Sarah Culhane signs Larry Pegg's poster supporting his efforts to bring awareness to the connection between youth mental health and climate change.

A local man has made it his mission to spread the word about the prevalence of eco-anxiety as it relates to youth mental health in our country. Larry Pegg was drawn to the issue after his 21-year-old daughter, Kelly Anne, died by suicide in December, 2007.

After her passing, Larry found letters she wrote expressing her despair when it came to the future from an environmental perspective. “She was hiding a deep darkness towards humanity’s lack of respect for living things and the planet,” Larry says.

The loss of his daughter lit a fire inside Larry to get his message out there. Children and youth all over the world are expressing their anxieties about the future of the planet. A survey in the U.K. showed that half of children between the ages of seven and eleven worry about climate change. Reuters reported in September that British psychologists say that children are increasingly suffering anxiety and grief about climate change.

Larry says that it is not only his own personal loss that has shown him that these psychologists are right. He was one of thousands who marched to Parliament Hill on Friday, September 27, as part of the global climate strike. He had over 500 youth and their adult supporters sign two Bristol boards acknowledging the link between climate change action and mental health. As he told the youth he met on Parliament Hill his story, they tearfully told him of their own struggles coming to terms with what the reality of climate change means for their futures. “Many of them are planning not to have children,” he says. “Kids don’t know how to address their deep seeded fear.”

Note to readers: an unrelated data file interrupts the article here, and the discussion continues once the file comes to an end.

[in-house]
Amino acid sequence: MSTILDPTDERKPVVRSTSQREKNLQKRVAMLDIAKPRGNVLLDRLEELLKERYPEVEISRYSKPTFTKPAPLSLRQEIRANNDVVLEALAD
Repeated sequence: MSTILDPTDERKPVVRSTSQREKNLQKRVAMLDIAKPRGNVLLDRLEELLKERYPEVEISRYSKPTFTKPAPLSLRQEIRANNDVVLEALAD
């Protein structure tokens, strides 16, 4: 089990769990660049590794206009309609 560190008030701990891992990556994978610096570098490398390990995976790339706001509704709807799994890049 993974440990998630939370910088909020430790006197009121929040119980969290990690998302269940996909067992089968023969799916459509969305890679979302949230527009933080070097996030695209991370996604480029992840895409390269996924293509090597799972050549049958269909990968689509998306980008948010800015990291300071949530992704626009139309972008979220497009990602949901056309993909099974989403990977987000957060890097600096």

It is a disservice to the country, Larry believes, that many of these very educated and smart young people don’t have the ability to vote. “They can drive cars and join the army, but they can’t vote,” he says disapprovingly. To rectify this, he believes it is up to adults who do have a voice when it comes to electing our next Prime Minister to listen to the youth, and even give them your vote. “Grandparents who may be voting for the last time, and undecided voters, give your vote to the kids,” he says. “Children’s lives depend on this.”

Larry’s quest to spread awareness of the importance of addressing climate change and youth mental health is what keeps him getting up every morning. His passion was palpable as he got several people who were in Geronimo Coffee House, where we had our interview, to add their names to his posters in support. One local entrepreneur, Sarah Culhane who lives in Metcalfe, was extremely interested in his story as she herself is working towards reducing her own environmental footprint. “It’s important work,” she says, asking Larry if she could give him a hug.

It is clear that Larry is in constant pain from the loss of his daughter, even 12 years later. As a musician, he channels his pain into writing songs about global issues as it relates to mental health. “I find joy in moments under the umbrella of grief,” he says. “It rains almost everyday in my heart.”

He recently shared one of his songs, No More Carbon Crime, at a Green Party rally, which he says he supports because they have the most robust plan to address climate change. “The Greens seem to understand this deep existential crisis that kids are having.”

Despite his intense heartache, Larry believes there is hope, if concrete action is taken to address climate change for future generations. “Our most precious resources are our kids,” he says tearfully. “If we can see the light, let’s go to it.”

view video – #NoMoreCarbonCrime

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